The following is an edited version of a post that appeared on this site in 2014.
Candle lighting this week is at 7:41 PM in Brooklyn, New York. Candle lighting time is 18 minutes before sunset, which marks the start of Shabbat. To find the local candle lighting time in your location you can visit Chabad.org, which has a section of their site for this purpose. Another good web site is Aish.com.
It should be noted that the Jewish holiday of Shavuot, which celebrates the giving of the Torah, is in little over two weeks. Both Aish.com and Chabad.org have articles that shed light on this festival, its background and its practices.
A recurring theme in Jewish history is the tension that occurs when the law of the land is a fundamental odds with human decency, either by written statute, such as the Jim Crow laws, or bad faith in upholding the laws, such as juries in the Jim Crow South that refused to punish murderers of blacks. Conversely, some have noted that civil rights laws are almost never used to prosecute hate crimes committed by non-whites.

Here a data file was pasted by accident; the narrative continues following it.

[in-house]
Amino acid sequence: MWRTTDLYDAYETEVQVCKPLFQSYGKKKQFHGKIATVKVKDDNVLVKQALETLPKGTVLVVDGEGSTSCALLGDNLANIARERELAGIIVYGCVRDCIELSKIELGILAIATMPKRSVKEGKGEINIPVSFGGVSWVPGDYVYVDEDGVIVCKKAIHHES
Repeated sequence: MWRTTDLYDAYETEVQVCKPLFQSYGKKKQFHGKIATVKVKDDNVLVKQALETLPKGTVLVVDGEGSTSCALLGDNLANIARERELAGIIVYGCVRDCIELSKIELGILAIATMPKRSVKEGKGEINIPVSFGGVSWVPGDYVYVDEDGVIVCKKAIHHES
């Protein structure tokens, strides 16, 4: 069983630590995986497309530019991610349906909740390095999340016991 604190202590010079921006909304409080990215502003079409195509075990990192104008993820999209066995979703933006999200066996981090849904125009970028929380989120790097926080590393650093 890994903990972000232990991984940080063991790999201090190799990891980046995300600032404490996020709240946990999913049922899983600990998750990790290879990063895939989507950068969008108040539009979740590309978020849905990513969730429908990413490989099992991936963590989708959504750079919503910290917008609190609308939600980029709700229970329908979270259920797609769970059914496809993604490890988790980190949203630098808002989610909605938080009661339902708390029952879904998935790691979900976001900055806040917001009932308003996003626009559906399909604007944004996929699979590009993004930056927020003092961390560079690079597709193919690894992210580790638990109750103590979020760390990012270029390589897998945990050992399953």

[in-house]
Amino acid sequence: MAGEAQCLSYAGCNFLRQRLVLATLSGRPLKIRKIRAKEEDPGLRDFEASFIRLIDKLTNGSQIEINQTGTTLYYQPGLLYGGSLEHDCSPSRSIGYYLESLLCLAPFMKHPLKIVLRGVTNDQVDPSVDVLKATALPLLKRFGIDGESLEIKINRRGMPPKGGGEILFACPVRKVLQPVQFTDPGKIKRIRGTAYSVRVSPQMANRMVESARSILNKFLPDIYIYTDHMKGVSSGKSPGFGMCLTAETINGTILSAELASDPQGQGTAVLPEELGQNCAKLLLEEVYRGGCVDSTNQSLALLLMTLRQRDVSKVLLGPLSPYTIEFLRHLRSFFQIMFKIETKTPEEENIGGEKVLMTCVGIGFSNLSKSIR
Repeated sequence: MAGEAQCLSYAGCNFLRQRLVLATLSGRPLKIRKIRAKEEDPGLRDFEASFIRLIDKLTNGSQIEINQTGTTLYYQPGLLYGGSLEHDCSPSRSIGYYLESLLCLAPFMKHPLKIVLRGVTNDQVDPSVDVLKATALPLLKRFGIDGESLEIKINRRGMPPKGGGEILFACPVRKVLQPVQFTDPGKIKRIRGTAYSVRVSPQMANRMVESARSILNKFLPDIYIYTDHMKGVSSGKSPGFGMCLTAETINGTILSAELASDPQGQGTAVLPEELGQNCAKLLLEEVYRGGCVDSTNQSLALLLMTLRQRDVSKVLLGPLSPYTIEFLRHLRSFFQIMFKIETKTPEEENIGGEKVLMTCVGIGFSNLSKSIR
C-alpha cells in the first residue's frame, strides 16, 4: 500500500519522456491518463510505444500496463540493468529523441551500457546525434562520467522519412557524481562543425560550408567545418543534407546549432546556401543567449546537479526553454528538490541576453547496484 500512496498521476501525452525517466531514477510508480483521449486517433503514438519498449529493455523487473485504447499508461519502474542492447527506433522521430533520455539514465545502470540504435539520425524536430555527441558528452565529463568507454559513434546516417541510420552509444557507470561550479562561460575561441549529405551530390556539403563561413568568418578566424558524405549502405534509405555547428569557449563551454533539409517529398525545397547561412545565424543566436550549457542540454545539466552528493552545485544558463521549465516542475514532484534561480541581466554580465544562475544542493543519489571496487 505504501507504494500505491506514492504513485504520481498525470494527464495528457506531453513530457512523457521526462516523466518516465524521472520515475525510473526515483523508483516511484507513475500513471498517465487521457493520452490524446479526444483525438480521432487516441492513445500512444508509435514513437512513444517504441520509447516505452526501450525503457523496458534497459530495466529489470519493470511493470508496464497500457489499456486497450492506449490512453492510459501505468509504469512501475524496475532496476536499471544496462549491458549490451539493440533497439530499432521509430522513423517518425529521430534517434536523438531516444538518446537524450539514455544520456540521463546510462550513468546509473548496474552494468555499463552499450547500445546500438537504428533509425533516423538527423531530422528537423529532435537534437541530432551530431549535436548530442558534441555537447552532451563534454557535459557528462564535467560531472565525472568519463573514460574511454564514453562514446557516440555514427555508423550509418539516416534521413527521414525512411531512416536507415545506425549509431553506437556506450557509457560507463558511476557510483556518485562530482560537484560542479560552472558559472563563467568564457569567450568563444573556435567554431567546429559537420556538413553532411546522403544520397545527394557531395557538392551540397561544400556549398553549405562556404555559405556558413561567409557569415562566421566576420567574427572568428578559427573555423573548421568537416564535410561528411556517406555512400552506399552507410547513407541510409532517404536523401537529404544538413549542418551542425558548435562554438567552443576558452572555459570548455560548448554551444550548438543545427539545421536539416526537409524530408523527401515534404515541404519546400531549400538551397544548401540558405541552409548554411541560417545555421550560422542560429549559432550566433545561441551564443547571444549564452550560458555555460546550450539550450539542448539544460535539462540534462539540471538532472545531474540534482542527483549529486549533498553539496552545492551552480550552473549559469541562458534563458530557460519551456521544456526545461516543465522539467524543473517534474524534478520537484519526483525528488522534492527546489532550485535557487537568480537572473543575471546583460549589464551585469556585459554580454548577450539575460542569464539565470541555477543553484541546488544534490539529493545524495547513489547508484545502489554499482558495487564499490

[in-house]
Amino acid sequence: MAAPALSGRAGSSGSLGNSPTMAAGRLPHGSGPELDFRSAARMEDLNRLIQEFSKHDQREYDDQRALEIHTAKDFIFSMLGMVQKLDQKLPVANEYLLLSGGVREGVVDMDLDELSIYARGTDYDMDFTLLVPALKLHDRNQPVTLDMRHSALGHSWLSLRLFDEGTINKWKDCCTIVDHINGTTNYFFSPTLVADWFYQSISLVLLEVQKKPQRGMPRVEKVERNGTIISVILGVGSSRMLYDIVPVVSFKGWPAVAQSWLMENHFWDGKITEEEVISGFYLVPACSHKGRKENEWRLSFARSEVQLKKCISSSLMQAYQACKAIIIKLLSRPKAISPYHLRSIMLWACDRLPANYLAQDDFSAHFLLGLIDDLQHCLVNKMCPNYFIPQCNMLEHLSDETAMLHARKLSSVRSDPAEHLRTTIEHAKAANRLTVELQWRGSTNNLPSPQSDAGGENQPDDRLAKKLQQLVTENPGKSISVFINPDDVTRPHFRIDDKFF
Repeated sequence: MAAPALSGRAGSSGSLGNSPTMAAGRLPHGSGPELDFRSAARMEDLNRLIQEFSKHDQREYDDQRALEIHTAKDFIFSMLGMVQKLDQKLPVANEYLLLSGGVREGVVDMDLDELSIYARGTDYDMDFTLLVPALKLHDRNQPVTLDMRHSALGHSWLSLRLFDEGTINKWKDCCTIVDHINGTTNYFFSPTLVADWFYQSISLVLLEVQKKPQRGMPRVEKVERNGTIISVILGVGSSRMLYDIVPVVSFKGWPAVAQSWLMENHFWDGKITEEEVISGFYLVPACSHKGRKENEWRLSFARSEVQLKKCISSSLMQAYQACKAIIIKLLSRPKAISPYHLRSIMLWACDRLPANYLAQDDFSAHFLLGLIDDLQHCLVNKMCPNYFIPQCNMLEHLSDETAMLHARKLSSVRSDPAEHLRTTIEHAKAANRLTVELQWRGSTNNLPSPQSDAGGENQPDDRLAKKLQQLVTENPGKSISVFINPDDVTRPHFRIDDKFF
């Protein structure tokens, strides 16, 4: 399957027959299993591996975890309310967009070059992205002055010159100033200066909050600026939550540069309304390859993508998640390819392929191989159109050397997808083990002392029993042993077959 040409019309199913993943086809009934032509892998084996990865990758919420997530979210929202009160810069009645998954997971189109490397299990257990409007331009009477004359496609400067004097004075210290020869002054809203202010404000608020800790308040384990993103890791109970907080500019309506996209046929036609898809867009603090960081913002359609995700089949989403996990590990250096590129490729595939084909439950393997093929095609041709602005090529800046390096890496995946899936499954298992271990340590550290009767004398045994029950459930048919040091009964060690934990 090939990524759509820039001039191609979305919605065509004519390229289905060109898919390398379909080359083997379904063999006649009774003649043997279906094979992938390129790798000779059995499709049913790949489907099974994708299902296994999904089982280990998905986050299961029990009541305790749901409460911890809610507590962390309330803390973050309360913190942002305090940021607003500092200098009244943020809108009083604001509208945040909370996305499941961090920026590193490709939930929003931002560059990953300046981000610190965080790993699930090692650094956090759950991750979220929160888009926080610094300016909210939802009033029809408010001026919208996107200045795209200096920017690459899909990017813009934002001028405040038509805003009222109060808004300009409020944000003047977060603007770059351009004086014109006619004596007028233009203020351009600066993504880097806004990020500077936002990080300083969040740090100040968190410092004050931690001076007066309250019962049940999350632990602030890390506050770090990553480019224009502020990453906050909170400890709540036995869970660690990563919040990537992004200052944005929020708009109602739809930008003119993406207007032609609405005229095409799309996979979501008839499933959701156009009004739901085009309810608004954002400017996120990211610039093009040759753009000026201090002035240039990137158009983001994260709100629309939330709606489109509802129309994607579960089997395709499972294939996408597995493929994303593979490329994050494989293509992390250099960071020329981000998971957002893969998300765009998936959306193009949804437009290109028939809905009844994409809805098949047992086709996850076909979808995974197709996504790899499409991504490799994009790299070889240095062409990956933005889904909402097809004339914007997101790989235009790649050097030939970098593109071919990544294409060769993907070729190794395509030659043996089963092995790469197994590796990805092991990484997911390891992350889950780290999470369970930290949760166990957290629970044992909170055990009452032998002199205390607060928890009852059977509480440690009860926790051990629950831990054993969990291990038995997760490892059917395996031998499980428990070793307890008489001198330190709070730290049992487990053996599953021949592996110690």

Sometimes it is necessary to make the grave decision to violate the laws of the land when such laws are indeed unjust. In light of the recent events in Baltimore, Maryland, these questions have taken on increasing relevance. Aish.com has an article that addresses these questions.
Chabad.org has an article that addresses the question of why many Jews insist on still speaking Yiddish. On the one hand, there is a long-standing tradition of reserving biblical Hebrew for sacred matters and using a more mundane language for secular matters. On the other hand, Yiddish, which has become a language of religious study, has achieved a sort of sanctity that compromises its status as a “secular language.”